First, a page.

testing a new SSL+ESP VPN

Daniel Lenski dlenski at gmail.com
Tue Oct 4 10:16:52 PDT 2016

On Tue, Oct 4, 2016 at 11:16 AM, David Woodhouse <dwmw2 at infradead.org> wrote:
> Sounds like you've made good progress with understanding this.
> What happens if the ESP channel *cannot* be established? Does it keep
> talking over TCP? That's one of the main advantages of an SSL VPN,
> surely?

Indeed, it does keep talking over TLS if I block the relevant UDP
port. It starts the connection via "GET /ssl-tunnel-connect.sslvpn"
and I can see the encrypted traffic in Wireshark.

However, if I try to force the TLS tunnel through mitmproxy, it errors
out. I suspect this is because mitmproxy tries to buffer the entire
request/response, and doesn't know how to handle a long-running "GET"
connection which neither side closes.

> For Juniper, I got the TCP mode working, and *then* added ESP support.

I found this gem of a comment in http.c ... I suspect I may be dealing
with something similar here. Do you have any suggestions for
intercepting the TLS traffic? Perhaps my first guess should be that it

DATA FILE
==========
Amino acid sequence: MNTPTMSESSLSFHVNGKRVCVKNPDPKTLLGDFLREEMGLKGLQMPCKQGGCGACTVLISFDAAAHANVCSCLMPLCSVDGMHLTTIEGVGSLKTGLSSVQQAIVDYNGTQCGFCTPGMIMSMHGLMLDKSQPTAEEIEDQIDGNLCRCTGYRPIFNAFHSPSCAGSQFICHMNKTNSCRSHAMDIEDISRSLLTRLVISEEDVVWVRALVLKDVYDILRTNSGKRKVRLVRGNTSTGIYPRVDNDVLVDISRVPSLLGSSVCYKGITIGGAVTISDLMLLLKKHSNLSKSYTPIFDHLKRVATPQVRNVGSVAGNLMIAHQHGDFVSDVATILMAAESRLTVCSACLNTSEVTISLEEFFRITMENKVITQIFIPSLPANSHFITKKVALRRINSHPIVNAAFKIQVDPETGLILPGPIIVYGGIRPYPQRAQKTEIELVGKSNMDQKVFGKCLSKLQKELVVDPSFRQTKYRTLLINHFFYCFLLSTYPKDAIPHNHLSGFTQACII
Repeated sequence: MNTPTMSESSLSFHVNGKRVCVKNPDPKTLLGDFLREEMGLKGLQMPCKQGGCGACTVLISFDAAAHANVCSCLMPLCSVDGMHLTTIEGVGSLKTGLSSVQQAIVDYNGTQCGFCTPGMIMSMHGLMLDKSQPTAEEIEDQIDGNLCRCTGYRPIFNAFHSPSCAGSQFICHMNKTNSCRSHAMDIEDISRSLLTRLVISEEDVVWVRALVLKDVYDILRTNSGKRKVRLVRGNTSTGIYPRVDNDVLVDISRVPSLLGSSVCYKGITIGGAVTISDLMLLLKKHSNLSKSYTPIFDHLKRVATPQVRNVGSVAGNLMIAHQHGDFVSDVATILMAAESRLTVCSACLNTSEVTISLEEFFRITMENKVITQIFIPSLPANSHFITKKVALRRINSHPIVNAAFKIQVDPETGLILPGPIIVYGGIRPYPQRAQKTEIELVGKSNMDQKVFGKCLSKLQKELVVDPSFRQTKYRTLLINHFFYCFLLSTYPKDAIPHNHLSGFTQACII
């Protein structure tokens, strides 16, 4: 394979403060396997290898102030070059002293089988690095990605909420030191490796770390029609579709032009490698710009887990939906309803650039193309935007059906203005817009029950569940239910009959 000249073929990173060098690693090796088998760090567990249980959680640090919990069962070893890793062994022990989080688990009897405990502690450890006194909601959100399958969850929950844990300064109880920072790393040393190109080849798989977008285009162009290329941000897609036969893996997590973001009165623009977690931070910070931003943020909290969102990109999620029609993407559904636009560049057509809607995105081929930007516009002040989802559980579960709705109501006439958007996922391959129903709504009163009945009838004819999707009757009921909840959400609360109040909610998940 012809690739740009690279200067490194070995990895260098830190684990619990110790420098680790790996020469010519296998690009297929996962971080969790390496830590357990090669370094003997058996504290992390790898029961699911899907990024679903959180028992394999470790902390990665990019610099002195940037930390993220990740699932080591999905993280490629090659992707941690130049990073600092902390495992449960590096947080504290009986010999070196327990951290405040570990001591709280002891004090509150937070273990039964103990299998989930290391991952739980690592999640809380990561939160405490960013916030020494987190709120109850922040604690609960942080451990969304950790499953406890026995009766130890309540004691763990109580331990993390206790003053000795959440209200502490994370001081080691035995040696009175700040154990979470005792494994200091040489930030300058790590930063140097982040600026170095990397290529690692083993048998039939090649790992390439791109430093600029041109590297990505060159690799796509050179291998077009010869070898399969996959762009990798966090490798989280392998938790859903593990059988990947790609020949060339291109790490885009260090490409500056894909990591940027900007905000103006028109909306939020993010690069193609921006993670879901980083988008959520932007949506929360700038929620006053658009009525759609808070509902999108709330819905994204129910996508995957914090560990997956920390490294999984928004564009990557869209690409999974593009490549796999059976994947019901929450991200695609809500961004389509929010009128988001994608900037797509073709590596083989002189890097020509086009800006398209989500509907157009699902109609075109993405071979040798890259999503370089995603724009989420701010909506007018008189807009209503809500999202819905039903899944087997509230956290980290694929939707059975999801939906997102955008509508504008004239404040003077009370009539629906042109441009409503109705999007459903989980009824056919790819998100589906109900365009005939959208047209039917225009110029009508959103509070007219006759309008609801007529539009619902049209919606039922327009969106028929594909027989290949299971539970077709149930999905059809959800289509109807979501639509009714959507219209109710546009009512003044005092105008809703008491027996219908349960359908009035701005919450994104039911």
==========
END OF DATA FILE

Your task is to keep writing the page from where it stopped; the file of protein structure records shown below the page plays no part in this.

uses precisely the same stream format as Juniper :-p.

         * A long time ago, I *wanted* to use an HTTP client library like cURL
         * for this. But we need a *lot* of control over the underlying SSL
         * transport, and we also have to do horrid tricks like the Juniper NC
         * 'GET' request that actaully behaves like a 'CONNECT'.
         * So the world gained Yet Another HTTP Implementation. Sorry.

> It can be done with 'ip xfrm', something like this:
> https://gist.github.com/vishvananda/7094676

Wow! ip xfrm appears to be just what I need. I'll give that a shot
before I dive into the openconnect code.

> You might do better just to go ahead and add it to OpenConnect though.
> Forget the HTTPS and XML config part for now; just hard-code it for now
> so that 'obtain_cookie' and other methods do nothing but return
> success, and set up an ESP connection with *fixed* parameters from your
> manual testing. Then you can flesh out the HTTPS/XML parts later, if
> you want to do it in that order.
> The ESP parts of OpenConnect are *mostly* generic, without any Juniper-
> specific bits in them. The main case I see where that's *not* true is
> where we use Juniper-specific numbering in vpninfo->esp_enc and
> vpninfo->esp_hmac, and the trick where we send zero-length data packets
> as a probe, and expect those back from the server before we consider
> the connection 'established' over UDP.

Good to know. It appears that this VPN uses the exact same combination
of aes-128-cbc and hmac-sha-1-96, although the Windows client proposes
other cipher suites as well.


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